I have a couple of specific points. One was that I think the main 9-10 recommendations are really good. I think it would be very helpful to just see the two or three things that you might come up with as the reasons why. If you take the first two things, that we should have a big picture and somehow indicate that UC cares about the people of California and the economy of California and that we care about partnering with industry. Why do we care? Why should anybody else care? And so I think if we can have along with the targeted points that Jud summarized, two or three key reasons why, then you'll make certain that they're consistent with our core values. You'll make certain that it's the kind of thing that you can go out and sell. Because, frankly, the first three points are about selling ourselves to the State of California and the people of California, what might amount to public relations. And it's very important for us as we go forward. So thinking about the two or three key reasons why, I think is very important.

We talked about devolving to campuses. I'm a strong promoter of devolution and so I hope as you look at what are the responsibilities of central OP versus what are the responsibilities of the campus. Each of those campuses is the equivalent of a Stanford. We all operate in somewhat different markets with somewhat different constituencies. Giving the campuses each more autonomy with respect to making policy as well as implementing policy in this general area is, I think, a wise move. We ought not be afraid that somehow the chancellors don't really understand, right. That's effectively the statement that we've got to have something that every chancellor will do, every campus will do the same. I think we should be a little more open to devolving down and trust the campuses, trust the chancellors and trust the deans to be able to implement. I think that's important. And this is a real culture change for this system. I think most of you know what I'm talking about. It's a real culture change for this system.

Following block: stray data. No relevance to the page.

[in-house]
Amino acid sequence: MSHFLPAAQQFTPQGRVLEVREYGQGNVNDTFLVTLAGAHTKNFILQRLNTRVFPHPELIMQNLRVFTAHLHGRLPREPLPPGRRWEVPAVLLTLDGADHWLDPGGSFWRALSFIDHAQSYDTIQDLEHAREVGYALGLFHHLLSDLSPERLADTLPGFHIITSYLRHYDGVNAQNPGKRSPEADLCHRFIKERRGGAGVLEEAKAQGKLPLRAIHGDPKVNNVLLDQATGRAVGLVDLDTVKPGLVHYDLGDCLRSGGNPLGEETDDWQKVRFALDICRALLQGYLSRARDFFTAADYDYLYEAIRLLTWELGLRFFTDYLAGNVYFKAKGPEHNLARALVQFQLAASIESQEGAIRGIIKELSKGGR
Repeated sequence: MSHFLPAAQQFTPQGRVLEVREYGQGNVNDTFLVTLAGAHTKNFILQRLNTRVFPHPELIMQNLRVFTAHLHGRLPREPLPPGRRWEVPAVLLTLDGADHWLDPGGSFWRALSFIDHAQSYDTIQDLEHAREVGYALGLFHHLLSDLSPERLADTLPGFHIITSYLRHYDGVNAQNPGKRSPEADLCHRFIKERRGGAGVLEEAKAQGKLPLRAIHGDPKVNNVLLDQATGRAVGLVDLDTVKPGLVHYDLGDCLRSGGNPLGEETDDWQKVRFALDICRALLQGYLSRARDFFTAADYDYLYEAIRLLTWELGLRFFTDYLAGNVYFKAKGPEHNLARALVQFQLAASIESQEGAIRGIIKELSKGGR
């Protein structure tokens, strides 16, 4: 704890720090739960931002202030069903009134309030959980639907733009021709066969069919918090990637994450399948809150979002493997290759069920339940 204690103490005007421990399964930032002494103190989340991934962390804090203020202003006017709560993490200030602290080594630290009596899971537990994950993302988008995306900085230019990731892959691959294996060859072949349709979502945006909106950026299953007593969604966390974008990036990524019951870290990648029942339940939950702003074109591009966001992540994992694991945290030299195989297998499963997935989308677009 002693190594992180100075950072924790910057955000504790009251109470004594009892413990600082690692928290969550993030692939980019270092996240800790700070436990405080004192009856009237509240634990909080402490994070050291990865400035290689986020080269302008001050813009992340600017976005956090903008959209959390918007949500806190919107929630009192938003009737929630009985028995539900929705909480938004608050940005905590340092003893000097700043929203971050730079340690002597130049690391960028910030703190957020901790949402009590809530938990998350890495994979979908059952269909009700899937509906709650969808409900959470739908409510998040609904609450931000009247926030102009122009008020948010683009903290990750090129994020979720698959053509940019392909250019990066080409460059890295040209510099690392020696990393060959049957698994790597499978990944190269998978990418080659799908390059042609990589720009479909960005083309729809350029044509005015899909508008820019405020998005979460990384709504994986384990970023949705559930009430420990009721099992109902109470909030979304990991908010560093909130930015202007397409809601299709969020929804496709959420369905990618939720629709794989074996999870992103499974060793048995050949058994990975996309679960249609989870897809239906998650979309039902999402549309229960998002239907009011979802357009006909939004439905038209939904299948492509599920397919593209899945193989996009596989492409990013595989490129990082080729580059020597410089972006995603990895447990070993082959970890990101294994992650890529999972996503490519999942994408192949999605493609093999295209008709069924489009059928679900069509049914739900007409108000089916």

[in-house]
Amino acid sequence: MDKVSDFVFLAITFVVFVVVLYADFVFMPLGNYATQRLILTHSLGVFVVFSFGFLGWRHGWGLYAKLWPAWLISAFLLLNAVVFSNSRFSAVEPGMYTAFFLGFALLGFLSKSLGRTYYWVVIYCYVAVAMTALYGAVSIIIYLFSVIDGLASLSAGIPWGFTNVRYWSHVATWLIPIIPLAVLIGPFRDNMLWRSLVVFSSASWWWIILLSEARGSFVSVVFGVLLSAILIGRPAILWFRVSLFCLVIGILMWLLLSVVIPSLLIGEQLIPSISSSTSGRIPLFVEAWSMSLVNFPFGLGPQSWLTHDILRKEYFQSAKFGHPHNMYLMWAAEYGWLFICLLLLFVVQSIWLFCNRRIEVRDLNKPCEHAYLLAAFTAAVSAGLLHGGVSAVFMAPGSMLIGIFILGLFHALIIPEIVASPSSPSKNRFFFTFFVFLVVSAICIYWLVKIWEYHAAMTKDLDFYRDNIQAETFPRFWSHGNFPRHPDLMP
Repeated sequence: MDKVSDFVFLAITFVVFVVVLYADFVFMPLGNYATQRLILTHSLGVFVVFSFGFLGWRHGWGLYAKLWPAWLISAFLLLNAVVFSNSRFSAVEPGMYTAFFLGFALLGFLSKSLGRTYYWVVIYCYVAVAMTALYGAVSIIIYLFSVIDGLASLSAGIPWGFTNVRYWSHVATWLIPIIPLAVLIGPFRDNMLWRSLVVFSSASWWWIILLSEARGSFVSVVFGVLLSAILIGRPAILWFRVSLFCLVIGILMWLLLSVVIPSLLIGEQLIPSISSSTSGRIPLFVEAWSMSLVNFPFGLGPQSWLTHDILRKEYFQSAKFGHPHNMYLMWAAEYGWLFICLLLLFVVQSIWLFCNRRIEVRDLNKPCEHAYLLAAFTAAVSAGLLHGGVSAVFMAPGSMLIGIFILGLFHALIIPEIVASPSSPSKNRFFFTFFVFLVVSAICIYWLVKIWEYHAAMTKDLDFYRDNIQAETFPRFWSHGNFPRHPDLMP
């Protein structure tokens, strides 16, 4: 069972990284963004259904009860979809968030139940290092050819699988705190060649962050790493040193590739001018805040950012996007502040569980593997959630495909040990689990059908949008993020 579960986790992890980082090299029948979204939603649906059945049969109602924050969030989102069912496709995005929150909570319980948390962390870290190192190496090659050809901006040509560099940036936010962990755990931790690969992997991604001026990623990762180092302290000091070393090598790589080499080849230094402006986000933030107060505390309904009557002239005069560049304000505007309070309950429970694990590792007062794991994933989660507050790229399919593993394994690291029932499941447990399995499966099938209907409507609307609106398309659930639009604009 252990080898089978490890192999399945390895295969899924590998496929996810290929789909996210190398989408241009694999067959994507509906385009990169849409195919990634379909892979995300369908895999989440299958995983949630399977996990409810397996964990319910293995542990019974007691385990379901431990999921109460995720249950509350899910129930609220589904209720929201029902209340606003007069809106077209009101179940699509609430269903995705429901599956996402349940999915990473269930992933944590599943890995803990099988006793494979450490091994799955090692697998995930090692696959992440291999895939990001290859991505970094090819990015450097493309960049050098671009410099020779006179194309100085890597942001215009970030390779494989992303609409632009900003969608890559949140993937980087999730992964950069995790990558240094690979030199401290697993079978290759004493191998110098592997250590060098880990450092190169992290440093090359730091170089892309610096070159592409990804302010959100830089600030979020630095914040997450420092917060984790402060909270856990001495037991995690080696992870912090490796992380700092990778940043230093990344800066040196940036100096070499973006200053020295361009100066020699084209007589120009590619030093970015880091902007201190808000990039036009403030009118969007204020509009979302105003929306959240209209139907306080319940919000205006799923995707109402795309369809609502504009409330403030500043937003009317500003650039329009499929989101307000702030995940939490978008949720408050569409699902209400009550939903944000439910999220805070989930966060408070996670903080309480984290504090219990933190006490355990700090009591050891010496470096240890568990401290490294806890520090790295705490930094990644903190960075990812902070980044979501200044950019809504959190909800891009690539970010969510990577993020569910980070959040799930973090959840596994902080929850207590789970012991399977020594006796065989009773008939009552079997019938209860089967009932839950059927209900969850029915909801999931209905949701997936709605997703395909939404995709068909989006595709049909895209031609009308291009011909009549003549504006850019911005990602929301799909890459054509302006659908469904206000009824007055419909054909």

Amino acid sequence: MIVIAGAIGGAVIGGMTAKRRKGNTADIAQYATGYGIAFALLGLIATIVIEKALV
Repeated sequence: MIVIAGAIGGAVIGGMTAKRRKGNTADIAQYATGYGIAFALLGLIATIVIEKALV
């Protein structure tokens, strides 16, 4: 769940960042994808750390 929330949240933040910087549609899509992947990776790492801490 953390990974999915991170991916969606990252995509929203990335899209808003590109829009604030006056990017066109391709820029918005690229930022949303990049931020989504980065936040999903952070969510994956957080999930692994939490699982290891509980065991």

Two other points. One, we have not talked at all about is a business office. We have talked about tech transfer. I can tell you, fundamentally, tech transfer and business are different. The people who operate technology transfer have backgrounds in areas such as copyright and patent and things of that sort, licensing, that is not necessarily a business background. In fact, I'm not even sure how many of the people have had experiences in business. But that being said, I think that there is a difference between business and tech transfer. It would be very helpful for us to have a business office that operated somewhat in parallel but in cooperation with tech transfer, to help us with the kinds of interactions we're likely to have. Whether it's assigned to the schools or not, think about whether or not a business officer as opposed to an intellectual property rights and transfer officer is something that could be valuable. Maybe, maybe not.

And finally, on faculty rewards. I was very happy that somebody from the faculty finally said, "But you know, if there's no reward I'm not going to do it." This is a fundamental issue for us in the University from the faculty. If you say you want more teaching and better quality teaching you have to be prepared to reward it. If you say you're only going to make judgments on the basis of research, that's what you're going to get. And our faculty are very smart, as we all know. So they understand the reward system and they will respond to it.

My sense about partnering with industry is that it should not be put in the context of public service. Partnering with industry should, in fact, enhance one's teaching and research agenda. And if it's reviewed in that context, it's not out of alignment with how evaluation will be done. So you're absolutely right, if you set up something important for industry but it doesn't advance either the education and research and teaching agenda that we have, any of those, then it will be hard to figure out how to make a reward. I don't think the system's going to change that reward structure. Therefore, in thinking about partnering with the industry, the faculty will have to do it in the context of the reward system about high quality teaching, high quality creation of new knowledge. Impact and recognition are ultimately the key things. I think that's the way it fits and then it's not out of alignment with our reward structure.